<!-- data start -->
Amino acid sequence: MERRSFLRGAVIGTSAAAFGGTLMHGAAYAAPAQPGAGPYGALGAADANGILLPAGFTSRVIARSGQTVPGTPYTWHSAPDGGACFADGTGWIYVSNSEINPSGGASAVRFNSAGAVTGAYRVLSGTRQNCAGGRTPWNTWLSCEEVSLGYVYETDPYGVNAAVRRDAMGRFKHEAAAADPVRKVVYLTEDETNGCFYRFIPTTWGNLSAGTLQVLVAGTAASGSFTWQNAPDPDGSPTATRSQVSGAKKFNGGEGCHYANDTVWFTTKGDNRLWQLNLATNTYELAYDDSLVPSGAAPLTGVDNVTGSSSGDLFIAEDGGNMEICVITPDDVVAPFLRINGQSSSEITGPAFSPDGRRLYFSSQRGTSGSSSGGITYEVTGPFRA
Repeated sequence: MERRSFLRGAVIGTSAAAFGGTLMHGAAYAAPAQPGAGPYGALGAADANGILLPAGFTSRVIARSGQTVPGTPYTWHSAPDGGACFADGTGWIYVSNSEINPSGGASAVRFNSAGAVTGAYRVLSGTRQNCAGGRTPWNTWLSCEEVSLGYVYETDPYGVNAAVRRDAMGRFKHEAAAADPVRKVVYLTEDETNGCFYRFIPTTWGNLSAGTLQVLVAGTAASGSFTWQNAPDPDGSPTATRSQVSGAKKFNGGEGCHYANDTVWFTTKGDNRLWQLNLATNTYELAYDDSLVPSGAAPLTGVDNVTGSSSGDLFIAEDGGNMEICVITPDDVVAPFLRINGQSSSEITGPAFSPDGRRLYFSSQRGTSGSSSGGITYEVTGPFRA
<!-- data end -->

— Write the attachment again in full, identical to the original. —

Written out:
Amino acid sequence: MERRSFLRGAVIGTSAAAFGGTLMHGAAYAAPAQPGAGPYGALGAADANGILLPAGFTSRVIARSGQTVPGTPYTWHSAPDGGACFADGTGWIYVSNSEINPSGGASAVRFNSAGAVTGAYRVLSGTRQNCAGGRTPWNTWLSCEEVSLGYVYETDPYGVNAAVRRDAMGRFKHEAAAADPVRKVVYLTEDETNGCFYRFIPTTWGNLSAGTLQVLVAGTAASGSFTWQNAPDPDGSPTATRSQVSGAKKFNGGEGCHYANDTVWFTTKGDNRLWQLNLATNTYELAYDDSLVPSGAAPLTGVDNVTGSSSGDLFIAEDGGNMEICVITPDDVVAPFLRINGQSSSEITGPAFSPDGRRLYFSSQRGTSGSSSGGITYEVTGPFRA
Repeated sequence: MERRSFLRGAVIGTSAAAFGGTLMHGAAYAAPAQPGAGPYGALGAADANGILLPAGFTSRVIARSGQTVPGTPYTWHSAPDGGACFADGTGWIYVSNSEINPSGGASAVRFNSAGAVTGAYRVLSGTRQNCAGGRTPWNTWLSCEEVSLGYVYETDPYGVNAAVRRDAMGRFKHEAAAADPVRKVVYLTEDETNGCFYRFIPTTWGNLSAGTLQVLVAGTAASGSFTWQNAPDPDGSPTATRSQVSGAKKFNGGEGCHYANDTVWFTTKGDNRLWQLNLATNTYELAYDDSLVPSGAAPLTGVDNVTGSSSGDLFIAEDGGNMEICVITPDDVVAPFLRINGQSSSEITGPAFSPDGRRLYFSSQRGTSGSSSGGITYEVTGPFRA